If the two countries sharing the name of Africa’s second- longest river, the (formerly French) Republic of the Congo and the (formerly Belgian) Democratic Republic of the Congo, pop up in the news, you can bet it’s about civil wars, refugees, abysmal poverty or shameless corruption. along the Fleuve Congo)
An anthropomorphic mask of the Fang tribe in Gabon. The work is on loan from a private collection for “Fleuve Congo,” the show at the Musee du Quai Branly. Photographer: Boris Veignant/Musee du Quai Branly via Bloomberg
“Fleuve Congo: Arts d’Afrique Centrale,” an exhibition at the Musee du Quai Branly in Paris, presents a more attractive image of that unfortunate region.
The Benedictine monk Francois Neyt, emeritus professor at the Catholic University of Louvain, Belgium, and curator of the show, spent more than 20 years in Africa. He casts his net wide. Besides the two countries mentioned, he includes ...
This is THE BOOK if you collect or like African Art Ivory’s. Limited editionof 999. Hard cover, A4 format, 280 pages, +/- 1000 color illustrations. Many articles from ivory experts in English, French, and Dutch. I will be on sale in Brussels during the Bruneaf at Galerie Congo, 2 Impasse Saint-Jacques, during the Lega exhibition. Price around 250€.
Never has a book dealt specifically with the ritual use of antique ivory sculptures in the Democratic Republic of the Congo – until now.
Click the image to enlarge the cover of White gold, black hands: ivory sculpture in Congo
Ivory is a touchy subject. People seem reluctant to publicize this appealing medium, fearing that its glorification might lead to the killing of elephants.
The authors are aware of today’s poaching and illegal trade in African elephant tusks and address the problem directly.
The book opens with an essay by “Renaissance man” Charles Meur, who explains what ivory is and identifies the different animals that produce it. His superb drawings and incisive texts show where elephants were previously living and who their ancestors were.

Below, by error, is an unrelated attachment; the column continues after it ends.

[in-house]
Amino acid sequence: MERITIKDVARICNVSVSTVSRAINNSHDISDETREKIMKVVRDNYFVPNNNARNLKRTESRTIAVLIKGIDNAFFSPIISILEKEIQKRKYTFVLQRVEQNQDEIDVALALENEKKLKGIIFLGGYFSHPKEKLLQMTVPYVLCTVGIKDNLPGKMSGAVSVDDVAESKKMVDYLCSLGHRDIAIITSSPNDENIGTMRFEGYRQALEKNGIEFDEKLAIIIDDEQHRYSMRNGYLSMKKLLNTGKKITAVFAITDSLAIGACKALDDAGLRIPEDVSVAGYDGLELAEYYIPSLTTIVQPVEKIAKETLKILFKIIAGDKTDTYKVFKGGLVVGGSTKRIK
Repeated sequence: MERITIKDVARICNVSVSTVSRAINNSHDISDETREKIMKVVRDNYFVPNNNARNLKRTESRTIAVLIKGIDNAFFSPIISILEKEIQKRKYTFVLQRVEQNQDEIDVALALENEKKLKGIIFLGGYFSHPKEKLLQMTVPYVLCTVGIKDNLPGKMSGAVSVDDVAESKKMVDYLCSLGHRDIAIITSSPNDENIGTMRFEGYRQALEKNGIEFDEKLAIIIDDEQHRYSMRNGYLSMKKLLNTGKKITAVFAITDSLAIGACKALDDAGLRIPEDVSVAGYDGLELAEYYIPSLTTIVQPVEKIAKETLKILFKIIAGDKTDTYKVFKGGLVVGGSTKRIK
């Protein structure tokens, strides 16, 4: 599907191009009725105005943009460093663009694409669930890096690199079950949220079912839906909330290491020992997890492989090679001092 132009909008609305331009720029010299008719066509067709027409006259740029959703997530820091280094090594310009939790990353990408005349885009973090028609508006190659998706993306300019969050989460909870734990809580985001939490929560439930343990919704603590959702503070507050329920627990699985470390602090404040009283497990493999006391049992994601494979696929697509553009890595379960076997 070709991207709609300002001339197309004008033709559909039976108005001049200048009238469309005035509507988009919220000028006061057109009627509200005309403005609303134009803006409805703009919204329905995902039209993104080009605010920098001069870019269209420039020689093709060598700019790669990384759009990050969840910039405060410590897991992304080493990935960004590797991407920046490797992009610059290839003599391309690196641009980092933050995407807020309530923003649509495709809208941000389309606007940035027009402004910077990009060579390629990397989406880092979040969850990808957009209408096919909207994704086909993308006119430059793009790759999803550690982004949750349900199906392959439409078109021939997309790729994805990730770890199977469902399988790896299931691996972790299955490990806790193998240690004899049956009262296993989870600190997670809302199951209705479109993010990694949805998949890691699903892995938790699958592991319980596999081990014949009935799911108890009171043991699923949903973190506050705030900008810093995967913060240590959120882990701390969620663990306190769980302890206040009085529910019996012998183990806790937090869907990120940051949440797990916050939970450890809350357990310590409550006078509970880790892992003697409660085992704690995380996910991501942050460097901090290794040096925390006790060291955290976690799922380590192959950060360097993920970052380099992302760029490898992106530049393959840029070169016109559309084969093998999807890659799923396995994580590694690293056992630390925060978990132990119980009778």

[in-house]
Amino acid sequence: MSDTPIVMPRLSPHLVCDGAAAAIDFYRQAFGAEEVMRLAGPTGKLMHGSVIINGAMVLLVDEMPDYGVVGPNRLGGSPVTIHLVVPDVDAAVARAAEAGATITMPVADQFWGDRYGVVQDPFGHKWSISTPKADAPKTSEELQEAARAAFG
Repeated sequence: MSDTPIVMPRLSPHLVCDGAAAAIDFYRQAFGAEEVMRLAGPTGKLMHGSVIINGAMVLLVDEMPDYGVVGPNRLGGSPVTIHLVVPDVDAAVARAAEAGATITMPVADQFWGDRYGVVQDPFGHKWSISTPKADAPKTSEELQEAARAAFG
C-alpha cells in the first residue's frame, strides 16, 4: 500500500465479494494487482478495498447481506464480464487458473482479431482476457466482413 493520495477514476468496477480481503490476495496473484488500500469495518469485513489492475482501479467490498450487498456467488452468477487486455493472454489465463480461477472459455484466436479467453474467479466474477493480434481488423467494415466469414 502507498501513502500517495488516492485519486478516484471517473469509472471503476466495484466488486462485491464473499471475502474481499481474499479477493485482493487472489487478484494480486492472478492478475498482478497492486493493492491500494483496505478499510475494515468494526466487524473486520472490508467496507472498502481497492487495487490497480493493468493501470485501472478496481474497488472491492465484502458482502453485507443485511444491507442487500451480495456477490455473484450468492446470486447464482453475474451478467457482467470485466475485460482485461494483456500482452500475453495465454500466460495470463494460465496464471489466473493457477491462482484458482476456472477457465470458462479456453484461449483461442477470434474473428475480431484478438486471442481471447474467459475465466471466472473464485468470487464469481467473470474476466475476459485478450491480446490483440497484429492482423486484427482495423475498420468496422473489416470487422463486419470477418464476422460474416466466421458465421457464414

Congo basin «Ritual Art» specialist Marc Leo Felix details the production and use of traditional ivory sculpture in the Kongo Kingdom between the 16th and 20th centuries.
Musicologist Dr. Ignace De Keyser of the Royal Museum for Central Africa, in Tervuren, Belgium, writes about an astonishing northern Kongo ivory trumpet inspired by an ancient European model.
Dr. Nichole N. Bridges of the Baltimore Museum of Art (USA) describes the 19th century production, along the Loango Coast, of exquisitely sculpted ivory tusks for a newly arrived European clientele.
Some thousand stunning color photographs, drawings, graphs and maps illustrate the four authors’ essays.
I can send you the book for 290€ all costs included:
Some information about one of the ivory’s illustrated in the book that will be sold at auction in Paris in June : ...
This summer 2010, the musée du quai Branly will showcase 170 major works and eighty documents as part of an important exhibition devoted to the artistic traditions of Central Africa, namely Gabon, the People’s Republic of Congo and the Democratic Republic of Congo, with a catalogue of François Neyt
François Neyt, Sté…
(author of Songye )
A real trip of initiation that will take the visitor from the forests in the north to the savannahs in the south, the exhibition brings out the links existing between the works produced in the areas lying on the banks of the majestic Congo River by various communities which speak the Bantu language…